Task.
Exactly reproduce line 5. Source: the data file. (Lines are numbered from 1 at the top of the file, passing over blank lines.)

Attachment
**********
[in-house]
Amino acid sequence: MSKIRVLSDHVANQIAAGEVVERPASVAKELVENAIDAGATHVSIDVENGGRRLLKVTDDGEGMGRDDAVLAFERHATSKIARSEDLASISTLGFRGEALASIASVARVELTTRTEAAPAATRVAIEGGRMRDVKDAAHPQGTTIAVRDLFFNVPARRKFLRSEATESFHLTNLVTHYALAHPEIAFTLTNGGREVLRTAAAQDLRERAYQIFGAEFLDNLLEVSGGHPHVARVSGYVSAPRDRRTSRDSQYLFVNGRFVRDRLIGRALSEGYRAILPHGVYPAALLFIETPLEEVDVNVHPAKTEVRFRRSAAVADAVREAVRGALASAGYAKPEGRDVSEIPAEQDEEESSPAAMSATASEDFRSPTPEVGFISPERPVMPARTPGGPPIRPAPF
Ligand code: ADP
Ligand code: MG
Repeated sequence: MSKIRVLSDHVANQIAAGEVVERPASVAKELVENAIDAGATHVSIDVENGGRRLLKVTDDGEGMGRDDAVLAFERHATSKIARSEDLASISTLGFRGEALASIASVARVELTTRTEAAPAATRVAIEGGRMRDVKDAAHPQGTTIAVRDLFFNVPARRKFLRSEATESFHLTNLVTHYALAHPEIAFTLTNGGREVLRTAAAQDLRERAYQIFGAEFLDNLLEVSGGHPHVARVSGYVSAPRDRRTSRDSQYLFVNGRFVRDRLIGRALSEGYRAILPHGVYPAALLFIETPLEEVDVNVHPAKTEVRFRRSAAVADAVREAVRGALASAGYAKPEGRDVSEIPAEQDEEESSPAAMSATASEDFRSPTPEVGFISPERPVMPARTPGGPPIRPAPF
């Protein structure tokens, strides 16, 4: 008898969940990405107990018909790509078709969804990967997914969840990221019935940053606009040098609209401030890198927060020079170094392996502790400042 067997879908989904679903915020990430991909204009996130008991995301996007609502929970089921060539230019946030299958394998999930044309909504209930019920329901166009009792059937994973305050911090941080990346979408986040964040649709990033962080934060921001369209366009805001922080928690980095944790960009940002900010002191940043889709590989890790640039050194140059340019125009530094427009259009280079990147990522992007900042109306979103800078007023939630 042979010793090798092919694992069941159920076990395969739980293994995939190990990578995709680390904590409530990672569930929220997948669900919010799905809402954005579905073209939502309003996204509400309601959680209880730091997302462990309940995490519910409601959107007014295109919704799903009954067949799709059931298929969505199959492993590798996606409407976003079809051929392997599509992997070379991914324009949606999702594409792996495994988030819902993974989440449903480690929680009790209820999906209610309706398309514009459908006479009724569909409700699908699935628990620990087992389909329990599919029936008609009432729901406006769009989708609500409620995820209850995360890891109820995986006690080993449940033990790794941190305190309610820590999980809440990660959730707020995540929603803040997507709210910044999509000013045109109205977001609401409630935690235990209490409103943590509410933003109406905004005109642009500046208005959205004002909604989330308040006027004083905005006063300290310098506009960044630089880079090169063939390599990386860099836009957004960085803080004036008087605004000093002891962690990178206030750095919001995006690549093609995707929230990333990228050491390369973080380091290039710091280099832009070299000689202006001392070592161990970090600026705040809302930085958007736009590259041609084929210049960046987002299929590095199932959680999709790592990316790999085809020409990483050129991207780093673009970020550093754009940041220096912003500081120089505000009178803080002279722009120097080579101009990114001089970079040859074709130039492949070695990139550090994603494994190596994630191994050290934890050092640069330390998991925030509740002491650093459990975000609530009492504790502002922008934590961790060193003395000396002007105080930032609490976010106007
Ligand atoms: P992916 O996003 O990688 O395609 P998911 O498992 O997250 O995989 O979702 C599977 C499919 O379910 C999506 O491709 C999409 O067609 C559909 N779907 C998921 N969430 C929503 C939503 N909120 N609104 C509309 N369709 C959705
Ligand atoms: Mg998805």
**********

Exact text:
Repeated sequence: MSKIRVLSDHVANQIAAGEVVERPASVAKELVENAIDAGATHVSIDVENGGRRLLKVTDDGEGMGRDDAVLAFERHATSKIARSEDLASISTLGFRGEALASIASVARVELTTRTEAAPAATRVAIEGGRMRDVKDAAHPQGTTIAVRDLFFNVPARRKFLRSEATESFHLTNLVTHYALAHPEIAFTLTNGGREVLRTAAAQDLRERAYQIFGAEFLDNLLEVSGGHPHVARVSGYVSAPRDRRTSRDSQYLFVNGRFVRDRLIGRALSEGYRAILPHGVYPAALLFIETPLEEVDVNVHPAKTEVRFRRSAAVADAVREAVRGALASAGYAKPEGRDVSEIPAEQDEEESSPAAMSATASEDFRSPTPEVGFISPERPVMPARTPGGPPIRPAPF